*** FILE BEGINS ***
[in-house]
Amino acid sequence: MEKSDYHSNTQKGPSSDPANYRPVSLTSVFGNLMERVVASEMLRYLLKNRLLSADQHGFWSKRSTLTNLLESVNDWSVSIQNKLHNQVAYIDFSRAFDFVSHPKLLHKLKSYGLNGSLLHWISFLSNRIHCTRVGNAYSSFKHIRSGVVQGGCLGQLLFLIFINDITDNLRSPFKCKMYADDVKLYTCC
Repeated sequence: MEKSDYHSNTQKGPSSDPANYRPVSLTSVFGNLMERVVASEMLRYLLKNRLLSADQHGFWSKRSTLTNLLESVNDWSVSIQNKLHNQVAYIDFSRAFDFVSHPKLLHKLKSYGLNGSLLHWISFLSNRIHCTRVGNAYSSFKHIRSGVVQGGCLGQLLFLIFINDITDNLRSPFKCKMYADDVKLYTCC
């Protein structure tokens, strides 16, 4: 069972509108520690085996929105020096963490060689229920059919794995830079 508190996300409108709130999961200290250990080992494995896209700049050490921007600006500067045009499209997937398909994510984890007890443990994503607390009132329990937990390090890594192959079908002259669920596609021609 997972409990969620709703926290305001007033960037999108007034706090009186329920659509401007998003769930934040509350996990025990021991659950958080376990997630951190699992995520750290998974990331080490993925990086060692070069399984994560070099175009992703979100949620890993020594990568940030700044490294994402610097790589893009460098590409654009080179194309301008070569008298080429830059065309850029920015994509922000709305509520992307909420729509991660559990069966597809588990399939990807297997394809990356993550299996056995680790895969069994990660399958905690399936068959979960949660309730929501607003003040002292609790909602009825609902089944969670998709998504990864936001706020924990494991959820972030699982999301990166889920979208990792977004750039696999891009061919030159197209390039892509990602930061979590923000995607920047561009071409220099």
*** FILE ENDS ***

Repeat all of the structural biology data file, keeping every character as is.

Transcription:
[in-house]
Amino acid sequence: MEKSDYHSNTQKGPSSDPANYRPVSLTSVFGNLMERVVASEMLRYLLKNRLLSADQHGFWSKRSTLTNLLESVNDWSVSIQNKLHNQVAYIDFSRAFDFVSHPKLLHKLKSYGLNGSLLHWISFLSNRIHCTRVGNAYSSFKHIRSGVVQGGCLGQLLFLIFINDITDNLRSPFKCKMYADDVKLYTCC
Repeated sequence: MEKSDYHSNTQKGPSSDPANYRPVSLTSVFGNLMERVVASEMLRYLLKNRLLSADQHGFWSKRSTLTNLLESVNDWSVSIQNKLHNQVAYIDFSRAFDFVSHPKLLHKLKSYGLNGSLLHWISFLSNRIHCTRVGNAYSSFKHIRSGVVQGGCLGQLLFLIFINDITDNLRSPFKCKMYADDVKLYTCC
């Protein structure tokens, strides 16, 4: 069972509108520690085996929105020096963490060689229920059919794995830079 508190996300409108709130999961200290250990080992494995896209700049050490921007600006500067045009499209997937398909994510984890007890443990994503607390009132329990937990390090890594192959079908002259669920596609021609 997972409990969620709703926290305001007033960037999108007034706090009186329920659509401007998003769930934040509350996990025990021991659950958080376990997630951190699992995520750290998974990331080490993925990086060692070069399984994560070099175009992703979100949620890993020594990568940030700044490294994402610097790589893009460098590409654009080179194309301008070569008298080429830059065309850029920015994509922000709305509520992307909420729509991660559990069966597809588990399939990807297997394809990356993550299996056995680790895969069994990660399958905690399936068959979960949660309730929501607003003040002292609790909602009825609902089944969670998709998504990864936001706020924990494991959820972030699982999301990166889920979208990792977004750039696999891009061919030159197209390039892509990602930061979590923000995607920047561009071409220099």